Benefits of Cupid’s bow a wide arc across industries

Sisters Katherine, Jennifer and Rebecca Mamouney at The Chocolate Labrador.
Sisters Katherine, Jennifer and Rebecca Mamouney at The Chocolate Labrador.

Derided by some as an Americanisation of Aussie culture, the rise of Valentine’s Day has done wonders for the Border’s economy, with the benefits reaching well beyond the chocolate and flower industry. 

Australian Industry Group Albury Wodonga regional manager Tim Farrah said the occasion helped businesses in the post-Christmas hangover period.

“Over the last 10 or 15 years Valentine’s Day has really grown,” Mr Farrah said.

“When it first started growing legs 20 years ago in Australia there was a fair bit of cynicism but these days people seem to enjoy having an opportunity or excuse to do something romantic or a bit different.”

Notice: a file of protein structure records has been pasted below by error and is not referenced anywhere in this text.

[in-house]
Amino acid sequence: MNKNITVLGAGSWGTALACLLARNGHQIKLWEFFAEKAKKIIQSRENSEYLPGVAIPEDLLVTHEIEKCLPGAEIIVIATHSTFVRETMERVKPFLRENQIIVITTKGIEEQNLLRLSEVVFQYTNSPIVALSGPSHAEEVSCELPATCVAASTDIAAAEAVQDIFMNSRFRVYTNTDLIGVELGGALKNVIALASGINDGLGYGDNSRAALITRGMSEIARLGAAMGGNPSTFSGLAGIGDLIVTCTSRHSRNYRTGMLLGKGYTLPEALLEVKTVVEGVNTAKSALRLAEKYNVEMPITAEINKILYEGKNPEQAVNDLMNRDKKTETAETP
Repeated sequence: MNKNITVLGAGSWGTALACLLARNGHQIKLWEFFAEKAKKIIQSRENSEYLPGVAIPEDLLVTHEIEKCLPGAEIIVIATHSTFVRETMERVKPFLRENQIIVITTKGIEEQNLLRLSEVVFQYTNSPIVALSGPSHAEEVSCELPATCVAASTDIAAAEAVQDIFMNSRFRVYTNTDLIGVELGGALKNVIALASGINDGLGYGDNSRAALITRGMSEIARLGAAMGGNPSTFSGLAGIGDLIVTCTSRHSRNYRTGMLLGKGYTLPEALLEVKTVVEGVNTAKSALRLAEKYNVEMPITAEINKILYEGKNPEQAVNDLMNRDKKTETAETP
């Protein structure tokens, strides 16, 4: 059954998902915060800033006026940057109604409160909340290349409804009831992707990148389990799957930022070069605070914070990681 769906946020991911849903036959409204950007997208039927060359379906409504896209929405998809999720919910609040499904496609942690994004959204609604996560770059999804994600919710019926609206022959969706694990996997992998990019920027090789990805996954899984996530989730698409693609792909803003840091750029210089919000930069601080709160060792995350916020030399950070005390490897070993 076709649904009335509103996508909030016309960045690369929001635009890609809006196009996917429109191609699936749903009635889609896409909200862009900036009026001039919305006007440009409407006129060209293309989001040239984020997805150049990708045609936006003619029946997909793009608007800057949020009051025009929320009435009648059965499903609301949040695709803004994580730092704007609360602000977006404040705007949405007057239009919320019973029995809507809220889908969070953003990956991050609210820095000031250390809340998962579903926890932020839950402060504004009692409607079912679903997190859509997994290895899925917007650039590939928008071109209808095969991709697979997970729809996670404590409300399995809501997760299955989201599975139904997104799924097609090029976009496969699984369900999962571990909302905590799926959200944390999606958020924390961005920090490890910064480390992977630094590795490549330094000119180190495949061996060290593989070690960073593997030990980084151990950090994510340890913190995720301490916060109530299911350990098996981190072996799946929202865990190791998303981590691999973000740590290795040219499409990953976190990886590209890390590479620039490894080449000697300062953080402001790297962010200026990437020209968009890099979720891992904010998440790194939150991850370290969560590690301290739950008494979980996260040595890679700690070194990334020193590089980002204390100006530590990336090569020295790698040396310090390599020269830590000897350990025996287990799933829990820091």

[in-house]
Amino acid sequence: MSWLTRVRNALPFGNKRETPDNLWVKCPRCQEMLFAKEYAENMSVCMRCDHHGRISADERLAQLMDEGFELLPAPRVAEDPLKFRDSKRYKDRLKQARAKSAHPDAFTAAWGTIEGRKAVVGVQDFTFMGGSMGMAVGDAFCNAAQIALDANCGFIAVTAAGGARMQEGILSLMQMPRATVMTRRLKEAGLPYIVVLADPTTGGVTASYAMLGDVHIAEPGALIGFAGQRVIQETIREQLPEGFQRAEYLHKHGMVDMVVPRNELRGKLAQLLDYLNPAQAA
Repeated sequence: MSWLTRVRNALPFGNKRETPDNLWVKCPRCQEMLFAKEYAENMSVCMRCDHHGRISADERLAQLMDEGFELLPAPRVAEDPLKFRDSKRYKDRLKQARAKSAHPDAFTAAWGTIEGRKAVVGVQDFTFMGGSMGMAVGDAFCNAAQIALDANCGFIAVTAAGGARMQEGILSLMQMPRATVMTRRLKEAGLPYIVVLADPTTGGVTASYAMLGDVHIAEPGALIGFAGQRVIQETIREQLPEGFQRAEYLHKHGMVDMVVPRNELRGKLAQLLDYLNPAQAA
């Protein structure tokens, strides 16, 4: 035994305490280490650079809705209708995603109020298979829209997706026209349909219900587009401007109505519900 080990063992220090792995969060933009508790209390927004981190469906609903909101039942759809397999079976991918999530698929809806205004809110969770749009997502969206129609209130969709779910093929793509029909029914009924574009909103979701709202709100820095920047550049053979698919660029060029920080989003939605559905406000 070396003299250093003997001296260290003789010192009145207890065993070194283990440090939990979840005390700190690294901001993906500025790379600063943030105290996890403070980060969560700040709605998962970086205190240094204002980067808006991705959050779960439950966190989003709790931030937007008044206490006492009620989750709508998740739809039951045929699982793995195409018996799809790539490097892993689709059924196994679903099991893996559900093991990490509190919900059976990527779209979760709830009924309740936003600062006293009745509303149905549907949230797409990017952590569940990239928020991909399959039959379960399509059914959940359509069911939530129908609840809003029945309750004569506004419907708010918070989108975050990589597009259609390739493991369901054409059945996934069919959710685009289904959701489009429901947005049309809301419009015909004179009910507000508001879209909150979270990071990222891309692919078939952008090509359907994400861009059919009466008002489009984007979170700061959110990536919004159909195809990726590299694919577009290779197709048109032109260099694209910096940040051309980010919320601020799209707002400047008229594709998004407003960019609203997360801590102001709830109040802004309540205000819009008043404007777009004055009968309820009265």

Florist Carla Walsh of Thistle & Fern said Valentine’s Day was the second biggest day for takings, behind only Mother’s Day. 

While co-owner of Chocolate Labrador Jennifer Mamouney said it was always a big sales day.

“It does depend on the day of the week and how the economy is going but we tend to do a big push,” she said.

“It’s a very big day for us, but still behind Easter, Mother’s Day and Christmas time.”


Miss Mamouney said the shop had been ordering special chocolates for weeks.

However, Mr Farrah believes the economic benefits of Valentine’s Days are now felt well beyond the floristry or chocolate industry.

“You see a lot more variation, where it used to be roses and dinner now people are very inventive or give experiences like hot air ballooning,” he said. “You see that spending being spread right across the whole economy not just hospitality.”